Thursday, Jan. 5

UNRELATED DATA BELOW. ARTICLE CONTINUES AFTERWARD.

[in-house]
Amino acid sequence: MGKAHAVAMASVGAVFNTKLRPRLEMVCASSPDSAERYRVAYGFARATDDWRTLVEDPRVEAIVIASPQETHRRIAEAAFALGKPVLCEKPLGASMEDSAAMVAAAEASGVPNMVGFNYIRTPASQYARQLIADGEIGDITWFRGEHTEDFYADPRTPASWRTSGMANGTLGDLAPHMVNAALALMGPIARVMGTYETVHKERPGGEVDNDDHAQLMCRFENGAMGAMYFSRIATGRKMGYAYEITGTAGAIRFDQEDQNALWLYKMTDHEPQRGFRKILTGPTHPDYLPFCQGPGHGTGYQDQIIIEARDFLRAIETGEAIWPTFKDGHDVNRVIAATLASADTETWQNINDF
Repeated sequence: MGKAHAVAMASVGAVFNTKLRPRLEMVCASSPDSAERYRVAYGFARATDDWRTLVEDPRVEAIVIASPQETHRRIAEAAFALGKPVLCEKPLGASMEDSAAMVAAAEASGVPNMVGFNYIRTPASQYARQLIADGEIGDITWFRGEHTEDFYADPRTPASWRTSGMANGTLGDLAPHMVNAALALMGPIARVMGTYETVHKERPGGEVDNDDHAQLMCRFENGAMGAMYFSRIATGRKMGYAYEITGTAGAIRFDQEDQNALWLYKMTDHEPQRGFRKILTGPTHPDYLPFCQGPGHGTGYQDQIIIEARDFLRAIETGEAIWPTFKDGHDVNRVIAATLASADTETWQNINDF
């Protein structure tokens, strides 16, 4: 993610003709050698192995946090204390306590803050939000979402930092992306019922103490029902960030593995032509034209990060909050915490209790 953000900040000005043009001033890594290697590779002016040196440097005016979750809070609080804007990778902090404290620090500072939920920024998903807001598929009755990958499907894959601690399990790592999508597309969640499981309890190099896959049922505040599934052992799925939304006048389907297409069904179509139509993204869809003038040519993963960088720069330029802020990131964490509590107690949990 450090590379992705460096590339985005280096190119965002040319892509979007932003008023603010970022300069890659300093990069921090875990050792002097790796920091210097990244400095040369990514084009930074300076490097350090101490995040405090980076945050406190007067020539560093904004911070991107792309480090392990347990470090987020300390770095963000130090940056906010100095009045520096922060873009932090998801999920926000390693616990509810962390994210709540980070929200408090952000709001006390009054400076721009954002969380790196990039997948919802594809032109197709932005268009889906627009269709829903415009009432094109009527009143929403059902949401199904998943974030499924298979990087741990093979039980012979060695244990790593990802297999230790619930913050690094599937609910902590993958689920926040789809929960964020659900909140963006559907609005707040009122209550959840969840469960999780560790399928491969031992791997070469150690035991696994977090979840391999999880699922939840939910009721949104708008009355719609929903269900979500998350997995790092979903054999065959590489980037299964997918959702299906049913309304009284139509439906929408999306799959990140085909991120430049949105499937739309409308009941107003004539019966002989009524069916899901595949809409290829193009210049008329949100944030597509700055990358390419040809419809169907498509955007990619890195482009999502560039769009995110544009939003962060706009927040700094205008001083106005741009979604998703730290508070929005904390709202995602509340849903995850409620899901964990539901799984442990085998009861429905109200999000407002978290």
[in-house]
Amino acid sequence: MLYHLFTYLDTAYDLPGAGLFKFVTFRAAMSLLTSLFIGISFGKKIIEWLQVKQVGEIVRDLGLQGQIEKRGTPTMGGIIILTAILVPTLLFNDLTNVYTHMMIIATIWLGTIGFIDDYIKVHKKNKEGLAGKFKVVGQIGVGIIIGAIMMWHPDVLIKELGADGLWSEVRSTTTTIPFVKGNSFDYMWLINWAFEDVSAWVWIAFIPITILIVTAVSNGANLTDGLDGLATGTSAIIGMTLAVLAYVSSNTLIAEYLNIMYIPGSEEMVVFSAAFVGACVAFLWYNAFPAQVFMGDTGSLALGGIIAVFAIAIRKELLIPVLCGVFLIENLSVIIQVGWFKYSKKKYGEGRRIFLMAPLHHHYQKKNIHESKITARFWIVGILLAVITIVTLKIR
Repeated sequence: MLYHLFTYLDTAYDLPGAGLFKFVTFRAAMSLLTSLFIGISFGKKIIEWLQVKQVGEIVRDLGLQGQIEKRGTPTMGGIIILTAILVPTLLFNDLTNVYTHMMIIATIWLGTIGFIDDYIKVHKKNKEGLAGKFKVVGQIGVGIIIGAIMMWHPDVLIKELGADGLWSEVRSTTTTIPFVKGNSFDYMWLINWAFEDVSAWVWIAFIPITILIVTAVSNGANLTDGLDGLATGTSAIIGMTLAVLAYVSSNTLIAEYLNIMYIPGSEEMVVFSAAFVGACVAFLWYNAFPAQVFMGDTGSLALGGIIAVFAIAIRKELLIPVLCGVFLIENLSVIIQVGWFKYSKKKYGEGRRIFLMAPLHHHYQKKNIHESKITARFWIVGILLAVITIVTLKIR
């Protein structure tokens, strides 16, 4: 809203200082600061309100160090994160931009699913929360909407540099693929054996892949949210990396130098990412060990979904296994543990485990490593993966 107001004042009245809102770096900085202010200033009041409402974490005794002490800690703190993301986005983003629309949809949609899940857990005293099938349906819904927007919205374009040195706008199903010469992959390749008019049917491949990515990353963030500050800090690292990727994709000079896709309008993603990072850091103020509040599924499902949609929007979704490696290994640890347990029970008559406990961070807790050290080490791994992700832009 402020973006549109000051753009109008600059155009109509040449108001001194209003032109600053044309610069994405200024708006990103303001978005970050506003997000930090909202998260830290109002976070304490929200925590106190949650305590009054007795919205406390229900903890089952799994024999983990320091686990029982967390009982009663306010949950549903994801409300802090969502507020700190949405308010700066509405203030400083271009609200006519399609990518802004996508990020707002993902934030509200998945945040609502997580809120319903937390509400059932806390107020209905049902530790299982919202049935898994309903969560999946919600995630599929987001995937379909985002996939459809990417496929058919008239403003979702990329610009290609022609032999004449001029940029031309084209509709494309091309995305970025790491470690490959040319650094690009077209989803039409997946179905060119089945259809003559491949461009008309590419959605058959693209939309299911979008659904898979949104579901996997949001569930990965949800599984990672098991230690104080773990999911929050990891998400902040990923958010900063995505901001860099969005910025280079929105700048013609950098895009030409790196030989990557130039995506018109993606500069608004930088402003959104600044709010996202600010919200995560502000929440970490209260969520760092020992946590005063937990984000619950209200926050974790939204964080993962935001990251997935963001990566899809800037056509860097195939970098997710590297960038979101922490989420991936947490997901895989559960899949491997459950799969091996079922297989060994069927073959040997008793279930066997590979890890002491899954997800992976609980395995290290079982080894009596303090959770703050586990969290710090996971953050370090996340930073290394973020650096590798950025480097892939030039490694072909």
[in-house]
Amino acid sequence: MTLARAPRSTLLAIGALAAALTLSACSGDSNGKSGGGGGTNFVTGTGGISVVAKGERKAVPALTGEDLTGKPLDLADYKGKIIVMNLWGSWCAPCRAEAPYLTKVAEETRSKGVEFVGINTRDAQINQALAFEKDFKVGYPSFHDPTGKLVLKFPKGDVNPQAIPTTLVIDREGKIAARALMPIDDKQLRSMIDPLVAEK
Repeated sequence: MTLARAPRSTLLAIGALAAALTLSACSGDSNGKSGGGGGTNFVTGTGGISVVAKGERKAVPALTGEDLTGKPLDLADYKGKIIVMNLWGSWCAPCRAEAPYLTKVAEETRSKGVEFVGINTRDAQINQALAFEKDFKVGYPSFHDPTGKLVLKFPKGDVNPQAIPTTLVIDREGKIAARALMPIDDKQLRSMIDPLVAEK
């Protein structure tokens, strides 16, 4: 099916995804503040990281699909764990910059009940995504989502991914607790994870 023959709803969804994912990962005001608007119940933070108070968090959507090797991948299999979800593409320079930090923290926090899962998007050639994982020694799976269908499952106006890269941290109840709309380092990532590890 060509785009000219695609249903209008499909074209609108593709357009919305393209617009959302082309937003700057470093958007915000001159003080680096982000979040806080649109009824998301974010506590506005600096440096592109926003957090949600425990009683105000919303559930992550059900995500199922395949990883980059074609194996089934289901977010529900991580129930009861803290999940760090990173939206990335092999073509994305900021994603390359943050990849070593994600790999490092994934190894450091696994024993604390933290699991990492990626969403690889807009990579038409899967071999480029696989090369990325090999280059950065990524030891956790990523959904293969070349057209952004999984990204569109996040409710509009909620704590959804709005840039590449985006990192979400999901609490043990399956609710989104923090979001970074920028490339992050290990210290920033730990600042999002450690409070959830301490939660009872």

“The past is a reference point, not a residence.”—Bill Heffernan, in Guideposts, Nov. 2016. This is not a new truth to most of us, but it’s a neat, pithy, and precise way of saying it. Figures of speech usually are. They catch our attention. It’s been said that we should not live in the past and I have no trouble with that. But the Bible would be about one-third smaller if all references to the past were eliminated. The Old Testament is used over and over to help explain something in the New Testament. Types and analogies in the Old Testament cover almost all passages in the New Testament. I don’t know how many O.T. quotations there are in the N.T., but it has to be in the hundreds. There are direct statements in the N.T. having to do with this subject. Paul says in Phil. 3:13-14 “But one thing I do; Forgetting what is behind and straining toward what is ahead, I press on toward the goal to win the prize for which God has called me . . .” But he did refer to things in his past at times, both negative things and positive things. He called himself the “chief” of sinners (1 Tim. 1:15), probably because of his persecution of the early church (Gal. 1:13). But he also said some positive things about his past. He spent three years in the desert being tutored personally by God to prepare him for his ministry (Gal. 1:12). But what consumed him was the ministry that was still before him. In short, he referenced the past but did not reside there. Thank you, Bill.